Conservatives for Transit
“There has not been a time in history where we would be getting a better deal” on transportation improvements, the governor said. “It’s important to get projects built now – not in three or four or ten years.”
Low interest rates, the state’s AAA bond rating and money available from public-private partnerships and the American Recovery and Reinvestment Act mean the state should commit money now to major highway and transit projects, he added.
“It will make a big difference,” he said. “This will have a positive effect on [our] infrastructure and economy. For every $100 million spent on highway maintenance, it is estimated 3,000 jobs are created or supported.”
At Minnesota 2020, we concur. But who is this mystery governor? It’s not Minnesota’s Mark Dayton, who would be well advised to propose a similar initiative, but won’t take office until next week. The quotes are from Gov. Bob McDonnell, Republican of Virginia. So far, at least, he hasn’t been drummed out of the GOP for advocating more than $3 billion in public infrastructure spending.
Once upon a time, raising revenue for transportation work wasn’t a partisan issue. Both sides of the aisle understood that these investments boost access to jobs and general prosperity. Even Ronald Reagan hiked the federal fuel tax to keep our infrastructure world class in the 1980s.
How times change! Now we have a lame-duck governor who has claimed – despite all evidence to the contrary – that increased highway user fees to maintain and improve the system would hurt the Minnesota economy. And just next door, the Wisconsin governor-elect said no thanks to an $810 million federal grant for a fast passenger train project.
What was he thinking? Rail projects typically generate more jobs than road work, so Republican Gov.-elect Scott Walker just kissed at least 24,000 jobs good-bye in a state where unemployment is running 7.6 percent. In response, train-car manufacturer Talgo Inc. announced that it will close its Milwaukee plant, idling at least 65 more workers.
“We can’t stay and manufacture in Milwaukee without the high-speed rail to Madison,” Talgo’s spokeswoman said, adding that canceling the project sends a terrible message to businesses considering locating in Wisconsin. “We were encouraged by the business community. We are really discouraged by what has happened.”
Walker called his decision a “victory” for Wisconsin over “runaway government spending.”
But folks in Madison aren’t cheering. They’re losing out on planned private investments in hospitality and retail to serve a half-million passengers a year at the downtown train station, as well as quadrupled speed for freight trains from Milwaukee that can’t top 10 m.p.h. on decrepit old tracks. And now they’re worried that a fast rail connection from the Midwest’s Chicago hub to Minnesota will bypass Wisconsin completely, routed instead through Iowa and Illinois.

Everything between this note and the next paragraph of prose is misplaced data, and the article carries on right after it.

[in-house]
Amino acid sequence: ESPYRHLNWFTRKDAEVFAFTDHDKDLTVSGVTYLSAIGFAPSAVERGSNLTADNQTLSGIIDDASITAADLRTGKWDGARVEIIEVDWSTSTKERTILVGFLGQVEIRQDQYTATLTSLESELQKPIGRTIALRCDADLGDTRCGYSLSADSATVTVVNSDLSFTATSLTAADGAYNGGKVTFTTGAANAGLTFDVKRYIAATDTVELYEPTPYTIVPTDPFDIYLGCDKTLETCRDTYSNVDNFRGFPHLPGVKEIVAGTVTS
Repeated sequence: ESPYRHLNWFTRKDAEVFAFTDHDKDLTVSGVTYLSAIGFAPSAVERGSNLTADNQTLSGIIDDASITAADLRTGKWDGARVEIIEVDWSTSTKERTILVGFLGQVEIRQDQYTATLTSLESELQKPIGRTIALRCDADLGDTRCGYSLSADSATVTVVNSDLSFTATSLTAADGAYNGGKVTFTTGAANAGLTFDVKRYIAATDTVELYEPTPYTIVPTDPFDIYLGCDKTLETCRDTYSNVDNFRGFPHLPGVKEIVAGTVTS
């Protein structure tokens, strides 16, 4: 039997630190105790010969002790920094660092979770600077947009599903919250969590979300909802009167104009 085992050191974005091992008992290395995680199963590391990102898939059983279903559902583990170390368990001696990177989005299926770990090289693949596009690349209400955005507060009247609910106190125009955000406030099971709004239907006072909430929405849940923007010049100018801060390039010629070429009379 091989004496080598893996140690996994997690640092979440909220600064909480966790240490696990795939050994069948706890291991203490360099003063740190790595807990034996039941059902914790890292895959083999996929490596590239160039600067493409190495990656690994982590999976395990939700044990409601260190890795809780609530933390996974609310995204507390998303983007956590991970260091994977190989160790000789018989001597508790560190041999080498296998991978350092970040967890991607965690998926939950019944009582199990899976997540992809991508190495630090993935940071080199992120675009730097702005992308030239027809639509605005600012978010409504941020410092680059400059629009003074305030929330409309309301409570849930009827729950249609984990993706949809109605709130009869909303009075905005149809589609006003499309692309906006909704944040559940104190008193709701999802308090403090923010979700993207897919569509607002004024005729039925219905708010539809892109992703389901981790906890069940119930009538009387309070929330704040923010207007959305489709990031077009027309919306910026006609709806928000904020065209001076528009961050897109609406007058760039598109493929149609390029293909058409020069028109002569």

“Imagine not being on the interstate,” Madison Mayor Dave Cieslewicz told the Capital Times. “Imagine it was 1950 and connecting Milwaukee and Madison and Eau Claire and saying ‘We don’t want to be part of that.’ Imagine how we would have been left out.”
On the subject of highways, Wisconsin officials just recommended scratching $300 million in road projects over two years because of declining user fee collections from motorists. The state ended inflation indexing of its gasoline tax in 2005 while also draining $1.3 billion of highway revenues to patch overall budget deficits. (Thanks to the Minnesota Constitution, which reserves gas taxes for “highway purposes,” that can’t happen here.)
Back in Virginia, Gov. McDonnell has authorized billions in bonding and reserve spending to install congestion toll lanes near Washington, widen Interstate Hwy. 66 and complete the Metrorail to Dulles International Airport. In just the first half of 2011, Virginia plans $1.1 billion in transportation construction and maintenance. McDonnell also hopes to raise transportation revenue from commercial concessions at roadside rest stops and toll booths on I-95 near the North Carolina border. Both those proposals require federal approval. We think it should be granted.
McDonnell’s rationale for investing now in infrastructure mirrors arguments made recently by President Obama as well as Minnesota 2020. In addition to low bond rates, contractor bids have been coming in far below engineers’ estimates, no surprise given that 18.8 percent national construction unemployment has cost 2.1 million workers their jobs since 2006.
The latest proof of contractors’ sharp pencils: The Central Corridor light rail project in the Twin Cities has rung up $34 million in cost underruns so far. Minnesota also has saved tens of millions on road and bridge bids. Expect more bargains like that as the American Road & Transportation Builders Association projects a $3.7 billion drop in highway and bridge work nationwide next year from 2010.
Like Virginia, Minnesota boasts a AAA bond rating that draws the lowest possible interest rates – 3 percent or less on the latest state issues. And the administration of Gov. Tim Pawlenty reports that the state’s capacity for prudent new capital investment borrowing is at least $1.1 billion.
Our new state leaders will try to balance a $6 billion-plus projected general fund budget deficit for 2012-13, most likely by slashing state employment, contracts and aid to education and local governments. That almost surely will put more people out of work.
But much-needed investments at historically favorable terms can counterbalance operational cuts with good jobs and 21st century infrastructure that will bolster our economy for years to come.